GUACA-COLI

MOVING FORWARD FROM THE E. COLI OUTBREAK

Victoria Herbst

 

Client: Chipotle

Date: March 9, 2016

Executive Summary

Chipotle Mexican Grill is a fast food chain restaurant known for their healthy, organic, and natural foods. They live by the motto of “Food to Fork” and “Food with Integrity” when describing their brand.

Following an outbreak of E. Coli in different locations across the United States, Chipotle Mexican Grill’s reputation has been significantly altered. It was estimated that about 500 people were infected with a strain of E. Coli that was linked back to contaminated food at Chipotle Mexican Grill.

The incidents caused Chipotle’s stock prices to dramatically decrease, their locations to be less frequently visited, and put them under the scrutiny of the public eye.

Chipotle took steps such as issuing a public apology, reevaluating food safety procedures, and offering promotions to help garner traffic and sales into their restaurant.

I believe that through targeting the Millennials, their employees, and their food suppliers and farmers they will be able to regain the trust of the general public and come out from this incident a stronger and more powerful business.

Chipotle will be able to accomplish this goal by continuing forward with an open communication, increase education, and show each one of their publics that they are important in every way.

Some threats of not accomplishing this goal would be continual decrease of profit for the company, allowing the competition to surpass Chipotle’s company, and potentially bankruptcy.

If and when Chipotle follows through by targeting their key publics, their success will be measured by focus groups, marketing audits, and financial benefit.

Client Information

Chipotle Mexican Grill is a chain restaurant dedicated to creating “Food With Integrity”. Steve Ells, a graduate from the Culinary Institute of America, founded the restaurant in 1993 with its first location in Denver, Colorado. Within one month of their opening, Chipotle was selling more than 1,000 burritos per day (http://www.fundable.com). As of May 2015, Chipotle Mexican Grill was ranked number 24 on Forbes Most Innovative Companies in the World. They have about 53,000 employees across 1,900 locations; 17 of which are locations outside of the United States.

Even 20 years later, Chipotle Mexican Grill has continued to be dedicated to their motto that “using high-quality raw ingredients, classic cooking techniques, and distinctive interior design, we brought features from the realm of fine dining to the world of quick-service restaurants,” (chipotle.com/company).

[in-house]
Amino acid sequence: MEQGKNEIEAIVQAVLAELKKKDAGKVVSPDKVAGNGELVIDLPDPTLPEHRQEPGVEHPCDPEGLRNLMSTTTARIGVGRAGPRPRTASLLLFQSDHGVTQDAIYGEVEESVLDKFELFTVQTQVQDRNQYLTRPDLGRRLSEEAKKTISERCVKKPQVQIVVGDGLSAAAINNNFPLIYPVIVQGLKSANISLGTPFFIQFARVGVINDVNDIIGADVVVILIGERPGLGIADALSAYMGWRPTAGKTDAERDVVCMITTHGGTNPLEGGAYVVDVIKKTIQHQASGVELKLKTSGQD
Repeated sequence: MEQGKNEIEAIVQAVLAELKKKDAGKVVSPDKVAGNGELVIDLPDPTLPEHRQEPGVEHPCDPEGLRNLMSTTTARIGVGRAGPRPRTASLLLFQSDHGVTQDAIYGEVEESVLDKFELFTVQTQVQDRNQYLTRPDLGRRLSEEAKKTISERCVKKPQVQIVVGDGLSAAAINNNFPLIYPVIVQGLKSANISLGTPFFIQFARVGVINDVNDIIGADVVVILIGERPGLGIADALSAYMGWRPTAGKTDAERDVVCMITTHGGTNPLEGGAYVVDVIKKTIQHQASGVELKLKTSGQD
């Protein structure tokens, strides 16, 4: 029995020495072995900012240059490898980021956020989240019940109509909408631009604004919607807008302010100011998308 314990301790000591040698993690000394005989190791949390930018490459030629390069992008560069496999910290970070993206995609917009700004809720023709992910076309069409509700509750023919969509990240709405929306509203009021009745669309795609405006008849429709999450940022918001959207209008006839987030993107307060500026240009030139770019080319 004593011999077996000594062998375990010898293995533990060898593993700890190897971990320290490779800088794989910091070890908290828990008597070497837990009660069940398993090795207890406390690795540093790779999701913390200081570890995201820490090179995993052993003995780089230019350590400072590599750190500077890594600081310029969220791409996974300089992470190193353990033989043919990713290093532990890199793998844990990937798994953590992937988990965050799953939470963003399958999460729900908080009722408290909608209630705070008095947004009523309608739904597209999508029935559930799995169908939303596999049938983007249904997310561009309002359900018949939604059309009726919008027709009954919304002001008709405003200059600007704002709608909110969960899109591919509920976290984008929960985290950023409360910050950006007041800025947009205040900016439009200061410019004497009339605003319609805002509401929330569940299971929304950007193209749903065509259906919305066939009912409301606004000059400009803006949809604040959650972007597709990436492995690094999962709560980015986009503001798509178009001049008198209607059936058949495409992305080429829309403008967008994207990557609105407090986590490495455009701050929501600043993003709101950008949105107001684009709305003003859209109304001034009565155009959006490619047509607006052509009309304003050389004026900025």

Since July 2015, there have been numerous reports of outbreaks of both the E. Coli virus and the norovirus being traced back to Chipotle Mexican Grill locations across the United States. From then until currently (March 2016), Chipotle Mexican Grill stock has decreased dramatically.

The major competitors of Chipotle Mexican Grill include Qdoba Mexican Grill, Moe’s Southwest Grill, Rubio’s Coastal Grill, Pancheros Mexican Grill, Freebird’s World Burrito, and Baja Fresh (investopedia.com).

 

SWOT analysis:

 

  • Strengths:
    • Chipotle is a well-recognized brand (especially in the U.S.)
    • They have a strong loyalty with their customers (especially with the younger generations)
    • They are known for having organic and naturally grown ingredients
    • Their food is high quality
    • Restaurants are owned by the company and therefore are not franchised
  • Weaknesses:
    • The items on the menu are of a higher price range
    • There are no drive-thrus
    • Limited menu choice
    • Gained a bad reputation for contamination of ingredients
  • Opportunities:
    • Expand their locations internationally
    • Expand their menu options (include more ingredients, offer breakfast, etc.)
    • Push their health conscious agenda to strengthen their brand image
  • Threats:
    • Mistrust from the public due to contamination of two viruses
    • Competitors using this scandal as leverage to topple Chipotle Mexican Grill

 

Problem Statement

The problem at hand is the damage to the reputation of Chipotle Mexican Grill following the outbreak of two viruses. This began during July 2015 and continued on until February 1, 2016 when the CDC concluded their investigation and announced that the Chipotle outbreak was over (fda.gov).